Setting: An adult HIV outpatient clinic in Cape Town, South Africa.
Objective: To investigate the relationship between the radiographic appearance of pulmonary tuberculosis (PTB) in HIV infected patients and CD4+ T-lymphocyte count.
Design: Pretreatment radiographs of 150 patients with newly diagnosed PTB were reviewed. CD4+ T-lymphocyte count was used as a marker of HIV disease progression.
Results: Upper zone infiltrate typical of PTB reactivation was present in 18 patients. This pattern was associated with early HIV infection (mean CD4+ T-cell count 389) and had 78% positive predictive value for identifying patients with > 200 CD4+ T-lymphocytes/microL. Pleural effusion was present in 32 patients and occurred over a wide intermediate range of CD4+ T-cell counts (mean 185). Lower or midzone infiltrates, adenopathy, interstitial pattern or normal radiograph occurred in 136 patients and were associated with advanced HIV disease (mean CD4+ T-cell count 105). These patterns had 84%, 89%, 89% and 100% positive predictive value, respectively, for identifying patients with < 200 CD4+ T-cell/microL.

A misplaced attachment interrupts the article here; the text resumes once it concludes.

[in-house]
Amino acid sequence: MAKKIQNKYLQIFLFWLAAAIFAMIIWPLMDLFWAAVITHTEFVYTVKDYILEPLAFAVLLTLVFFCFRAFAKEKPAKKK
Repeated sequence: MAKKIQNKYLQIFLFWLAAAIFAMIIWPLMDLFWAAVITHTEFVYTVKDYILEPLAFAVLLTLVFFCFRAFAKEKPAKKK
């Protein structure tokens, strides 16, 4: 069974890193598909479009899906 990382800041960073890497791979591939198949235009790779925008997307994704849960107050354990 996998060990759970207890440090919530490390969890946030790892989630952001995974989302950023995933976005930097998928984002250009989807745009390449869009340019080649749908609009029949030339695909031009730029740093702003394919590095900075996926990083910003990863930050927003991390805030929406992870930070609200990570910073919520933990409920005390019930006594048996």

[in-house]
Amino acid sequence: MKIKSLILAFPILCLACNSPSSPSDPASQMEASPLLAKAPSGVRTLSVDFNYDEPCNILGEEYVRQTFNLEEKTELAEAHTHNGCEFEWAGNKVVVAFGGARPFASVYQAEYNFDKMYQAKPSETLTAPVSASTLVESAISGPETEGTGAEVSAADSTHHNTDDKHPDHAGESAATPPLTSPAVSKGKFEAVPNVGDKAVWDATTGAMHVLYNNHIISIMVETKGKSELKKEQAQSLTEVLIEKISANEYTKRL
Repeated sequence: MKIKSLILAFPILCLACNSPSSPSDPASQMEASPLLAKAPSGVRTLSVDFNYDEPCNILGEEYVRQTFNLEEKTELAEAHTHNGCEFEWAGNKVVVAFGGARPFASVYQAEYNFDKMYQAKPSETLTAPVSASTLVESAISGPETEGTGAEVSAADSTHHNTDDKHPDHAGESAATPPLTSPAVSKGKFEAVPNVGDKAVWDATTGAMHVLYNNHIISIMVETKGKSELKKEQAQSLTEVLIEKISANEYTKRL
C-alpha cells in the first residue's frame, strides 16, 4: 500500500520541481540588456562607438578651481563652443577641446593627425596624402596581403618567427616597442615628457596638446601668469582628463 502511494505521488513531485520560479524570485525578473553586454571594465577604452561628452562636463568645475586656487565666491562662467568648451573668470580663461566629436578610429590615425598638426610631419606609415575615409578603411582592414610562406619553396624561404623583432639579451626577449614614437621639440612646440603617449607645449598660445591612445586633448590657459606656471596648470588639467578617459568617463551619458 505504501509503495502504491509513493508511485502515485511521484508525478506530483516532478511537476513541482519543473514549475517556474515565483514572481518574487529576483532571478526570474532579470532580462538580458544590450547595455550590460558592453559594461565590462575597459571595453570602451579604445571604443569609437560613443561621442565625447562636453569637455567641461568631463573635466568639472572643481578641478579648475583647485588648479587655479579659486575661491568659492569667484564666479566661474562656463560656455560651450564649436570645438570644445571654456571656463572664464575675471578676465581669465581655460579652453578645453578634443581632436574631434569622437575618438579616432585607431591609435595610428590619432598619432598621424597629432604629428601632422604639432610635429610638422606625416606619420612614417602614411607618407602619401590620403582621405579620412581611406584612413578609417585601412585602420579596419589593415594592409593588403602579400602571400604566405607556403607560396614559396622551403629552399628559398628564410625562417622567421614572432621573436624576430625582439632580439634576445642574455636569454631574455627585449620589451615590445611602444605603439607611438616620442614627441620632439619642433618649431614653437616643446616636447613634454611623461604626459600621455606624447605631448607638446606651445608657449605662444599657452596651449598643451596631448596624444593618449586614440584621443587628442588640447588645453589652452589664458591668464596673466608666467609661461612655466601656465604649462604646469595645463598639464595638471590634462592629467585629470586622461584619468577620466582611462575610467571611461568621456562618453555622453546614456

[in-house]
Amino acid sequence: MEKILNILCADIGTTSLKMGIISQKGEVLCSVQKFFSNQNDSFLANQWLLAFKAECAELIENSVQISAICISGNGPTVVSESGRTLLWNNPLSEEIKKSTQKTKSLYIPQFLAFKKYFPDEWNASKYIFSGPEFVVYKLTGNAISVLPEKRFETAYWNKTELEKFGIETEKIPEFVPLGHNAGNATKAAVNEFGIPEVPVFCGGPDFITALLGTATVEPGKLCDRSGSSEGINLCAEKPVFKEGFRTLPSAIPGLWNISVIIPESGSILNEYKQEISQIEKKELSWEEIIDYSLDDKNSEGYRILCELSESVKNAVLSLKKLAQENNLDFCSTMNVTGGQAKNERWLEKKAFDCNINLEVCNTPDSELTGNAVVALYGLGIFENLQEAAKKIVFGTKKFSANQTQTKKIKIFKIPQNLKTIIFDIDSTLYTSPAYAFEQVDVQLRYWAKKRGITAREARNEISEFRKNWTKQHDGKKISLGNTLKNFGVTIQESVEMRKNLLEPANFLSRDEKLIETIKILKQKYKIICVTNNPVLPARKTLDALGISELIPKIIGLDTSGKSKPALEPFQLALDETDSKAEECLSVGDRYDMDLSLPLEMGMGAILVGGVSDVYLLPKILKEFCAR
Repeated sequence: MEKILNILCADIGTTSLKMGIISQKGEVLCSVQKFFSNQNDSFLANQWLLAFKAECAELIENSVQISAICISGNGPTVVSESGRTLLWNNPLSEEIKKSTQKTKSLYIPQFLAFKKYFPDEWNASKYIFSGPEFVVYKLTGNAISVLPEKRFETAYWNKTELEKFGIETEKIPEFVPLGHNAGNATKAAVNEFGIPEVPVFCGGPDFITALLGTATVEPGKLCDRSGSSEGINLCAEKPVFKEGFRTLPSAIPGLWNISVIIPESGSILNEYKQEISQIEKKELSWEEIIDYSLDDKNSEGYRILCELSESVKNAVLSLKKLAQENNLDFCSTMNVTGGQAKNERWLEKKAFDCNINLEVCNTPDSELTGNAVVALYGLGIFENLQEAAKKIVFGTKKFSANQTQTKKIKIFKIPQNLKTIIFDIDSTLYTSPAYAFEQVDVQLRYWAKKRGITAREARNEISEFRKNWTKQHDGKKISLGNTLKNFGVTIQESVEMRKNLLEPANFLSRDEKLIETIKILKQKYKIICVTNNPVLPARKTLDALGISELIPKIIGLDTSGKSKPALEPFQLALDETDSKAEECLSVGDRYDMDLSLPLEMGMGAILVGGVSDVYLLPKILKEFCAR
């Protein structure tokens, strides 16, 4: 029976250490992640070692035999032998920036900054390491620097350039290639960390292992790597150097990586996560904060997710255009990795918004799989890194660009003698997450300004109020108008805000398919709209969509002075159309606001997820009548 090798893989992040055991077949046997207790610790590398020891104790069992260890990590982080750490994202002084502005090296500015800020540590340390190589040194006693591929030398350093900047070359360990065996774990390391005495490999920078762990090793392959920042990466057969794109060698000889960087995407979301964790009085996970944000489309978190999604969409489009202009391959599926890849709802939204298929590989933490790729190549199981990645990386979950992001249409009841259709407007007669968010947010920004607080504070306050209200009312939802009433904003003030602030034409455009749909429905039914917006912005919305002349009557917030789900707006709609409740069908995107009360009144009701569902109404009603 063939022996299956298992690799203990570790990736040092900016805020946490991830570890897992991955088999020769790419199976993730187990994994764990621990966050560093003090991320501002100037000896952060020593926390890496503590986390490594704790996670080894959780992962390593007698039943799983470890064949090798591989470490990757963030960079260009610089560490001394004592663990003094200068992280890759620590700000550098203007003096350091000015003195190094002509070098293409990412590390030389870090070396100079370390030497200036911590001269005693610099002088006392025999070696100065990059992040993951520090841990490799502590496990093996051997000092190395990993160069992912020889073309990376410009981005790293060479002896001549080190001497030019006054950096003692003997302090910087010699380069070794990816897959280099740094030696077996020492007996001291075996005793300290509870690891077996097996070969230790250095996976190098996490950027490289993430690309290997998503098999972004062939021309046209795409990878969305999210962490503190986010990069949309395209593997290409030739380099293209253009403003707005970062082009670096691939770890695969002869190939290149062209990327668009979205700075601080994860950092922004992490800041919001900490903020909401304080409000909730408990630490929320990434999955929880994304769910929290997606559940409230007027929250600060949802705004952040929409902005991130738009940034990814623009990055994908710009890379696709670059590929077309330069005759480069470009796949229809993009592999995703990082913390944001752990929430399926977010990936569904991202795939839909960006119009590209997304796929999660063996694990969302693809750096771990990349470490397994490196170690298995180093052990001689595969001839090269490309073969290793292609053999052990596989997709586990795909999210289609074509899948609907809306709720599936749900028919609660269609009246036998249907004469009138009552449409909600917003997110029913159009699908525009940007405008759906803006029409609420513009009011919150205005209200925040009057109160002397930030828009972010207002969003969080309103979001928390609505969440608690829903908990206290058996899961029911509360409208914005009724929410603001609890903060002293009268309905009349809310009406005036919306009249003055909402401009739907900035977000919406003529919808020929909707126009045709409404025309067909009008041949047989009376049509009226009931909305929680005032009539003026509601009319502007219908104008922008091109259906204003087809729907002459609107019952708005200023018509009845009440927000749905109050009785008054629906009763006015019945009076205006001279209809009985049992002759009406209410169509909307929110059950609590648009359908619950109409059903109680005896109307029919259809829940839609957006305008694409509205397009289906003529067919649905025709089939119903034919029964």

Conclusion: Pulmonary tuberculosis in African HIV-positive patients presents with a spectrum of radiographic abnormalities predictive of stage of HIV disease progression. In patients dually infected with HIV and PTB, chest radiographs are a useful adjunct to clinical staging.